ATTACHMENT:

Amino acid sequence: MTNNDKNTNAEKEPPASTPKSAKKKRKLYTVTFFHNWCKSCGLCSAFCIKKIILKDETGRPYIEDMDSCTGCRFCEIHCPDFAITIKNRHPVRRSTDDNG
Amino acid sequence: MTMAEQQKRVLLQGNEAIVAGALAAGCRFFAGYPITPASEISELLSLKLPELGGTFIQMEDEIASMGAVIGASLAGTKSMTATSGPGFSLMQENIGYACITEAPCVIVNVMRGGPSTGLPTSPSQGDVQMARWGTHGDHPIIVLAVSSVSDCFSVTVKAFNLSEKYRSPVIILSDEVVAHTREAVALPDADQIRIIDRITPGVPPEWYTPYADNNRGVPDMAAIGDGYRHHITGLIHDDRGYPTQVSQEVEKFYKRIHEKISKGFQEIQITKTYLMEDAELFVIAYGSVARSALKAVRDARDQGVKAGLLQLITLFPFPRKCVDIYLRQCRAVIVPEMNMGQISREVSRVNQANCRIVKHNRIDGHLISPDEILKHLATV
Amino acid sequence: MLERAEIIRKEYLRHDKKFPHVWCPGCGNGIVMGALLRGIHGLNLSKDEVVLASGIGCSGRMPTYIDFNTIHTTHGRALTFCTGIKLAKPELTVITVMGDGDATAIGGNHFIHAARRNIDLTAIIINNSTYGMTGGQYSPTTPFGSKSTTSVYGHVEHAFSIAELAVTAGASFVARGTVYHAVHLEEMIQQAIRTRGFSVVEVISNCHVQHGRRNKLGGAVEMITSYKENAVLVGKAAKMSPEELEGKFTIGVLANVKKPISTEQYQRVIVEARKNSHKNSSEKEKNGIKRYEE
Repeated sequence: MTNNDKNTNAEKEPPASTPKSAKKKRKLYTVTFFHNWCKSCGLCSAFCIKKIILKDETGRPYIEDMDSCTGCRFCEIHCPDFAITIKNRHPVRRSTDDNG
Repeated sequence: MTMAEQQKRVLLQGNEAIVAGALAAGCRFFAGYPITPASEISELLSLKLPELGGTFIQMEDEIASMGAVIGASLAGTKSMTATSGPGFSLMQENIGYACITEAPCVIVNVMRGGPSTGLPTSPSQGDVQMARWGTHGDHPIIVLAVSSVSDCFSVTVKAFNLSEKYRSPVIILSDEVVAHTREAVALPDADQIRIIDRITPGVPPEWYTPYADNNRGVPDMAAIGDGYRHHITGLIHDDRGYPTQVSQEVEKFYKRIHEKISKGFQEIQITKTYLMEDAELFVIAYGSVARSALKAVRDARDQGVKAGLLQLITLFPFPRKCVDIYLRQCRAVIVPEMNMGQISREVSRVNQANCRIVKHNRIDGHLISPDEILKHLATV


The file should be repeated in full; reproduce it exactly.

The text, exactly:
Amino acid sequence: MTNNDKNTNAEKEPPASTPKSAKKKRKLYTVTFFHNWCKSCGLCSAFCIKKIILKDETGRPYIEDMDSCTGCRFCEIHCPDFAITIKNRHPVRRSTDDNG
Amino acid sequence: MTMAEQQKRVLLQGNEAIVAGALAAGCRFFAGYPITPASEISELLSLKLPELGGTFIQMEDEIASMGAVIGASLAGTKSMTATSGPGFSLMQENIGYACITEAPCVIVNVMRGGPSTGLPTSPSQGDVQMARWGTHGDHPIIVLAVSSVSDCFSVTVKAFNLSEKYRSPVIILSDEVVAHTREAVALPDADQIRIIDRITPGVPPEWYTPYADNNRGVPDMAAIGDGYRHHITGLIHDDRGYPTQVSQEVEKFYKRIHEKISKGFQEIQITKTYLMEDAELFVIAYGSVARSALKAVRDARDQGVKAGLLQLITLFPFPRKCVDIYLRQCRAVIVPEMNMGQISREVSRVNQANCRIVKHNRIDGHLISPDEILKHLATV
Amino acid sequence: MLERAEIIRKEYLRHDKKFPHVWCPGCGNGIVMGALLRGIHGLNLSKDEVVLASGIGCSGRMPTYIDFNTIHTTHGRALTFCTGIKLAKPELTVITVMGDGDATAIGGNHFIHAARRNIDLTAIIINNSTYGMTGGQYSPTTPFGSKSTTSVYGHVEHAFSIAELAVTAGASFVARGTVYHAVHLEEMIQQAIRTRGFSVVEVISNCHVQHGRRNKLGGAVEMITSYKENAVLVGKAAKMSPEELEGKFTIGVLANVKKPISTEQYQRVIVEARKNSHKNSSEKEKNGIKRYEE
Repeated sequence: MTNNDKNTNAEKEPPASTPKSAKKKRKLYTVTFFHNWCKSCGLCSAFCIKKIILKDETGRPYIEDMDSCTGCRFCEIHCPDFAITIKNRHPVRRSTDDNG
Repeated sequence: MTMAEQQKRVLLQGNEAIVAGALAAGCRFFAGYPITPASEISELLSLKLPELGGTFIQMEDEIASMGAVIGASLAGTKSMTATSGPGFSLMQENIGYACITEAPCVIVNVMRGGPSTGLPTSPSQGDVQMARWGTHGDHPIIVLAVSSVSDCFSVTVKAFNLSEKYRSPVIILSDEVVAHTREAVALPDADQIRIIDRITPGVPPEWYTPYADNNRGVPDMAAIGDGYRHHITGLIHDDRGYPTQVSQEVEKFYKRIHEKISKGFQEIQITKTYLMEDAELFVIAYGSVARSALKAVRDARDQGVKAGLLQLITLFPFPRKCVDIYLRQCRAVIVPEMNMGQISREVSRVNQANCRIVKHNRIDGHLISPDEILKHLATV